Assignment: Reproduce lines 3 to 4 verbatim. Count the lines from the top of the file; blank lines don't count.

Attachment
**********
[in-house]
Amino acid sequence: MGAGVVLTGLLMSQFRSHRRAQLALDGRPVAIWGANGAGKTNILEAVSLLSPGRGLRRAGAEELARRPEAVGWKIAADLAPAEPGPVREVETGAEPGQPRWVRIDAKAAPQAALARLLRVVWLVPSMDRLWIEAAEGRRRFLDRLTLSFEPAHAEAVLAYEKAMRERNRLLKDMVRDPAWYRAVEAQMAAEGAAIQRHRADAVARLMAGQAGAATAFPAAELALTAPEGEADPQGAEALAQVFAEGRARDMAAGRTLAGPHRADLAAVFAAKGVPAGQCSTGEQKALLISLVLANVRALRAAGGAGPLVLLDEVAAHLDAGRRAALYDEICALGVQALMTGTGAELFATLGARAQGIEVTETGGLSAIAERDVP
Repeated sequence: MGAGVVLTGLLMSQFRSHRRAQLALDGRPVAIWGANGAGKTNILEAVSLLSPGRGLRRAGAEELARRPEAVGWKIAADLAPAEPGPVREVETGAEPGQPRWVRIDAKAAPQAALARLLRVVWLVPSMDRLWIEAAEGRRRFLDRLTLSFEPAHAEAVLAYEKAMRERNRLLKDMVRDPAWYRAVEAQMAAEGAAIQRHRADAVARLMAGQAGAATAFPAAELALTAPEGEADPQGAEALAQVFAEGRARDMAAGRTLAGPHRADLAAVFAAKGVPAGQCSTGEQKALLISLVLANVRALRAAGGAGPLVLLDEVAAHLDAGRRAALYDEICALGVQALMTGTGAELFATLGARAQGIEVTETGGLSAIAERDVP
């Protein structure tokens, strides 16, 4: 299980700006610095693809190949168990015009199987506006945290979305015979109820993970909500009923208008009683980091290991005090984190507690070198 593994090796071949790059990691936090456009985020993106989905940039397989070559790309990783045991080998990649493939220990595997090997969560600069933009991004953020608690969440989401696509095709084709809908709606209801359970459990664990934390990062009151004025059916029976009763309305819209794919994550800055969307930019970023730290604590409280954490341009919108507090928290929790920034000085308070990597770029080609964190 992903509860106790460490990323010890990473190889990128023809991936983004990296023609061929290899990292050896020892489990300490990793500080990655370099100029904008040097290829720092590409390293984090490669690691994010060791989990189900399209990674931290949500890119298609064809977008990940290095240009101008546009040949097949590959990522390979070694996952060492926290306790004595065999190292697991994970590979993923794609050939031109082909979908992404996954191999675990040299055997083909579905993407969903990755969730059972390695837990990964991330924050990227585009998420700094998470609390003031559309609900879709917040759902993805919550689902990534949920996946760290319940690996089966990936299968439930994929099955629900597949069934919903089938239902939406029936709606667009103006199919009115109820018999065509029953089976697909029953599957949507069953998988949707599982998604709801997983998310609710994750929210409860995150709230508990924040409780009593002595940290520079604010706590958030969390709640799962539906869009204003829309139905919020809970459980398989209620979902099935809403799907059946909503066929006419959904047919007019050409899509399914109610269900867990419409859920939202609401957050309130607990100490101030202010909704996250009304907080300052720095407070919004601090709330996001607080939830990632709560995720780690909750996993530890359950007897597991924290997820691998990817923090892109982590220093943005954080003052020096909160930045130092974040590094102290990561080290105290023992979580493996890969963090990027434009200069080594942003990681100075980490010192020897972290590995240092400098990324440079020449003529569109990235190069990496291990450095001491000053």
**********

Repeated sequence: MGAGVVLTGLLMSQFRSHRRAQLALDGRPVAIWGANGAGKTNILEAVSLLSPGRGLRRAGAEELARRPEAVGWKIAADLAPAEPGPVREVETGAEPGQPRWVRIDAKAAPQAALARLLRVVWLVPSMDRLWIEAAEGRRRFLDRLTLSFEPAHAEAVLAYEKAMRERNRLLKDMVRDPAWYRAVEAQMAAEGAAIQRHRADAVARLMAGQAGAATAFPAAELALTAPEGEADPQGAEALAQVFAEGRARDMAAGRTLAGPHRADLAAVFAAKGVPAGQCSTGEQKALLISLVLANVRALRAAGGAGPLVLLDEVAAHLDAGRRAALYDEICALGVQALMTGTGAELFATLGARAQGIEVTETGGLSAIAERDVP
């Protein structure tokens, strides 16, 4: 299980700006610095693809190949168990015009199987506006945290979305015979109820993970909500009923208008009683980091290991005090984190507690070198 593994090796071949790059990691936090456009985020993106989905940039397989070559790309990783045991080998990649493939220990595997090997969560600069933009991004953020608690969440989401696509095709084709809908709606209801359970459990664990934390990062009151004025059916029976009763309305819209794919994550800055969307930019970023730290604590409280954490341009919108507090928290929790920034000085308070990597770029080609964190 992903509860106790460490990323010890990473190889990128023809991936983004990296023609061929290899990292050896020892489990300490990793500080990655370099100029904008040097290829720092590409390293984090490669690691994010060791989990189900399209990674931290949500890119298609064809977008990940290095240009101008546009040949097949590959990522390979070694996952060492926290306790004595065999190292697991994970590979993923794609050939031109082909979908992404996954191999675990040299055997083909579905993407969903990755969730059972390695837990990964991330924050990227585009998420700094998470609390003031559309609900879709917040759902993805919550689902990534949920996946760290319940690996089966990936299968439930994929099955629900597949069934919903089938239902939406029936709606667009103006199919009115109820018999065509029953089976697909029953599957949507069953998988949707599982998604709801997983998310609710994750929210409860995150709230508990924040409780009593002595940290520079604010706590958030969390709640799962539906869009204003829309139905919020809970459980398989209620979902099935809403799907059946909503066929006419959904047919007019050409899509399914109610269900867990419409859920939202609401957050309130607990100490101030202010909704996250009304907080300052720095407070919004601090709330996001607080939830990632709560995720780690909750996993530890359950007897597991924290997820691998990817923090892109982590220093943005954080003052020096909160930045130092974040590094102290990561080290105290023992979580493996890969963090990027434009200069080594942003990681100075980490010192020897972290590995240092400098990324440079020449003529569109990235190069990496291990450095001491000053």